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The Warrior Elite: The Forging of SEAL Class 228

4.17  ·  Rating Details ·  3,500 Ratings  ·  126 Reviews
With a postscript describing SEAL efforts in Afghanistan, The Warrior Elite takes you into the toughest, longest, and most relentless military
training in the world.

What does it take to become a Navy SEAL? What makes talented, intelligent young men volunteer for physical punishment, cold water, and days without sleep? In The Warrior Elite, former Navy SEAL Dick Couch docum
Paperback, 384 pages
Published January 28th 2003 by Three Rivers Press (first published 2001)
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This account of the travails of a group of naval officers and sailors, starting with nearly a hundred who want to become SEALs and ending with ten or so actually making it through the initial training - the SEAL version of boot camp, really, although they've all been through either Navy boot camp or the Naval Academy already - is a grinding read. I saw SEALs a few times during my own 20 years in the Marine Corps, and I'd read some things about them, but I didn't know this much about them before ...more
Jan 08, 2013 Neil rated it it was amazing
The Warrior Elite shows the SEAL's training up close and personal, including all the struggles and obstacles that these men have to overcome.
This book starts off at the basic BUD/S training of students and what kind of exercises they have to proceed threw and each exercise has a requirement. These SEAL's in training have only a short period of time to comprehend and preform the skills that they are being taught by their instructors. As time goes on the amount of people they are surrounded by van
Mar 09, 2015 Jessica rated it really liked it
This is a study of US Navy Seal training, following the progress of a particular class. There is a lot of talk about how training has changed since the author was an active duty Navy Seal in Vietnam. I am no expert AT ALL and am definitely not a military person. But Class 228 is special as they are a good example of those who were undergoing the beginning of their training before and around the time of 9/11. The fact that Marc Luttrell,(author of Lone Survivor), is among the graduates of class 2 ...more
Jon Swanson
Jul 21, 2015 Jon Swanson rated it really liked it
Shelves: military
Educates while weaving in engaging stories.

It's written by a former SEAL who shadowed this particular class. There's a strong bias there, but the account feels very real. Well written and easy to read, with the Author making the training very personal by giving stories of individual recruits, their backgrounds, and some of the challenges they overcame (or didn't).

The book corrected a lot of misconceptions I had about SEALs in general, especially their training, and left me with even more respec
Oct 22, 2014 Brennan rated it really liked it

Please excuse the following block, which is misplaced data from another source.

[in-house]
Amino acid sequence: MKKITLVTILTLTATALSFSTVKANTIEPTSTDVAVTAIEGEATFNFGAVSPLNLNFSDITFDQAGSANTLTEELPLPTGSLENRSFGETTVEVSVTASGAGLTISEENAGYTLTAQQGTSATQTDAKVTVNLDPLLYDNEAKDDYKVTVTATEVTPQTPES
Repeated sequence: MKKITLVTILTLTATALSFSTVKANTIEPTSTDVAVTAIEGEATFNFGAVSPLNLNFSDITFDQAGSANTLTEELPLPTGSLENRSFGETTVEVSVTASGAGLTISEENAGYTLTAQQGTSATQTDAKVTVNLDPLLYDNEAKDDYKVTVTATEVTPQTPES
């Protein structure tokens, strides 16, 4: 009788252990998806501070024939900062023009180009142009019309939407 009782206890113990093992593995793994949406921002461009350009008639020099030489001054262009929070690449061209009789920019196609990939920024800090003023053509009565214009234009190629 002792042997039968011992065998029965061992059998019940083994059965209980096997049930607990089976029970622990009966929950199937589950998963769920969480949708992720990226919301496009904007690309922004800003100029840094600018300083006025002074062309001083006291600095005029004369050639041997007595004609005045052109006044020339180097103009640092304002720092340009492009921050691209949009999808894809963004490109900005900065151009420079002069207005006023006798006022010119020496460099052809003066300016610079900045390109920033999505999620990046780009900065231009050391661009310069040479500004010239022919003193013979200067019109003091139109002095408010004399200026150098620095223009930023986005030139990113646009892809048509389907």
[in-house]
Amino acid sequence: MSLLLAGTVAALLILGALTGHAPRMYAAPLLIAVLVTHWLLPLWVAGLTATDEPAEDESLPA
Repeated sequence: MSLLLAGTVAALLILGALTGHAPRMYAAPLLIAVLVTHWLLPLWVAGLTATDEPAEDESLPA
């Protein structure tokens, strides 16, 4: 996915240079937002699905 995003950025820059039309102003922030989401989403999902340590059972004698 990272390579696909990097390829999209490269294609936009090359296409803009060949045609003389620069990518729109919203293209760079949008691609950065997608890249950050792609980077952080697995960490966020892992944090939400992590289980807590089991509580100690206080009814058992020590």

I think I enjoyed this book a lot mainly because of the fact that I could relate to a lot of what these men had to go through as a team. Obviously what I could relate to was not the fact that what I do is on the same difficulty level, but the fact that what I do focuses on a lot of the same concepts. One good example is that to accomplish something big you have to come together with a group, and work together as one, and if one person is dragging everybody down by not doing his own individual pa ...more
Sarah Eiseman
May 18, 2013 Sarah Eiseman rated it really liked it
Shelves: military-memoir
This book was really interesting. It's very much a guide to the BUD/S indoctrination and first phase, with very specific details about the process. It's less about strategy, and more about some of the challenges faced by individuals trying to become SEALs. A great book for those interested in learning more about the actual nuts and bolts of BUD/S, and a little more general information on becoming a SEAL. I had hoped this book was more of a memoir but it really isn't, although Couch was a SEAL hi ...more
Jim Fox, Ed.D.
May 17, 2016 Jim Fox, Ed.D. rated it it was amazing
Shelves: reality-textbook
Dick Couch follows a class of Navy Seals as they go from Indoctrination to Graduation. It not just about "hell week" or 40 other weeks of intensive training for these promising warriors. It is about making them into warriors for life. They have to want to live in this high intensity, high-performance warrior culture until they quit. Lots quit LONG before graduation. Some get hurt in training. Servicemen (there are no women - that is only in the movies) from all branches of the service will come ...more
Tim Brosnan
Sep 14, 2014 Tim Brosnan rated it it was amazing
The warrior elite is a phenomenal book about an extraordinary class of me who are willing to go to incredible lengths to acomplish their goals. It is a truly comprehensive and in depth guide to BUD/S and the road to becoming a Navy S.E.A.L. The book is well written and interesting it doesn't get dull or become a chore to read at any point the author does a fantastic job of immersing you in the world of pain and constant struggle that the recruits experience. Couch does a fantastic job explaining ...more
May 22, 2014 Ru rated it really liked it
An incredble account of Class 228 and what they endure through the Basic Underwater Demolition SEALs training initiative. This book is written with so much realism, you feel as though the recruits undergoing training are people you know. I purposely didn't say "you feel as though you're there," because the opposite is true -- you _know_ you're not there. And that's kind of the point. It is a program that is not meant to pass everyone, and in fact, senior officers regularly encourage officers and ...more
Jan 26, 2013 Lisa rated it really liked it
Recommends it for: anyone considering joining the military
Shelves: nonfiction, 4-star
Author Dick Crouch follows the training of future Navy Seals. For most people the training would be torture, but a few amazing individuals excel and make it through to join the Special Forces.